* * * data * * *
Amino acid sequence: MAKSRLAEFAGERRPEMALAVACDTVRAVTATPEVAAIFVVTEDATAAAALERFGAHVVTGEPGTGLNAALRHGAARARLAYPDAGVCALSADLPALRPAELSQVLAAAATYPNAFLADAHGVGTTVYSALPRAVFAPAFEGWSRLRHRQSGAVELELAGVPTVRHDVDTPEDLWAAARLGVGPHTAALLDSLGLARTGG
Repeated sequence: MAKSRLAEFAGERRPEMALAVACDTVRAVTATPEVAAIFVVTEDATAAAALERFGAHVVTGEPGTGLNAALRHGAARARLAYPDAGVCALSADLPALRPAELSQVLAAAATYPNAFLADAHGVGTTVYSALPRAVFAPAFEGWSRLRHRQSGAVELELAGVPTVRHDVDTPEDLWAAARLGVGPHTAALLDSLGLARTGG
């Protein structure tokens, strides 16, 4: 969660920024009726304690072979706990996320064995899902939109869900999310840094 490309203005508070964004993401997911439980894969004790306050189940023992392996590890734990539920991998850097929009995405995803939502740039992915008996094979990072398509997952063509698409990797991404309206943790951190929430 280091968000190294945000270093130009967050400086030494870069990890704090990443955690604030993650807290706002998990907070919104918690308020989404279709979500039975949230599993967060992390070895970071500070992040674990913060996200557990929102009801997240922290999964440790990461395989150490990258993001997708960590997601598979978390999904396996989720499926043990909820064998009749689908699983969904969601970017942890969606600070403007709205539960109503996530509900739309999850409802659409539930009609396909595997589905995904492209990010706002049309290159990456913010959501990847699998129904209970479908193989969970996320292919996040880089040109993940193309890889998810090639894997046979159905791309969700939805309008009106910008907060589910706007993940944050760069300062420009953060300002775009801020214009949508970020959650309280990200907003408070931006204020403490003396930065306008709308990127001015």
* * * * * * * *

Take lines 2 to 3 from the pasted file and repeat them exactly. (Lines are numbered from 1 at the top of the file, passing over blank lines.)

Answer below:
Repeated sequence: MAKSRLAEFAGERRPEMALAVACDTVRAVTATPEVAAIFVVTEDATAAAALERFGAHVVTGEPGTGLNAALRHGAARARLAYPDAGVCALSADLPALRPAELSQVLAAAATYPNAFLADAHGVGTTVYSALPRAVFAPAFEGWSRLRHRQSGAVELELAGVPTVRHDVDTPEDLWAAARLGVGPHTAALLDSLGLARTGG
């Protein structure tokens, strides 16, 4: 969660920024009726304690072979706990996320064995899902939109869900999310840094 490309203005508070964004993401997911439980894969004790306050189940023992392996590890734990539920991998850097929009995405995803939502740039992915008996094979990072398509997952063509698409990797991404309206943790951190929430 280091968000190294945000270093130009967050400086030494870069990890704090990443955690604030993650807290706002998990907070919104918690308020989404279709979500039975949230599993967060992390070895970071500070992040674990913060996200557990929102009801997240922290999964440790990461395989150490990258993001997708960590997601598979978390999904396996989720499926043990909820064998009749689908699983969904969601970017942890969606600070403007709205539960109503996530509900739309999850409802659409539930009609396909595997589905995904492209990010706002049309290159990456913010959501990847699998129904209970479908193989969970996320292919996040880089040109993940193309890889998810090639894997046979159905791309969700939805309008009106910008907060589910706007993940944050760069300062420009953060300002775009801020214009949508970020959650309280990200907003408070931006204020403490003396930065306008709308990127001015």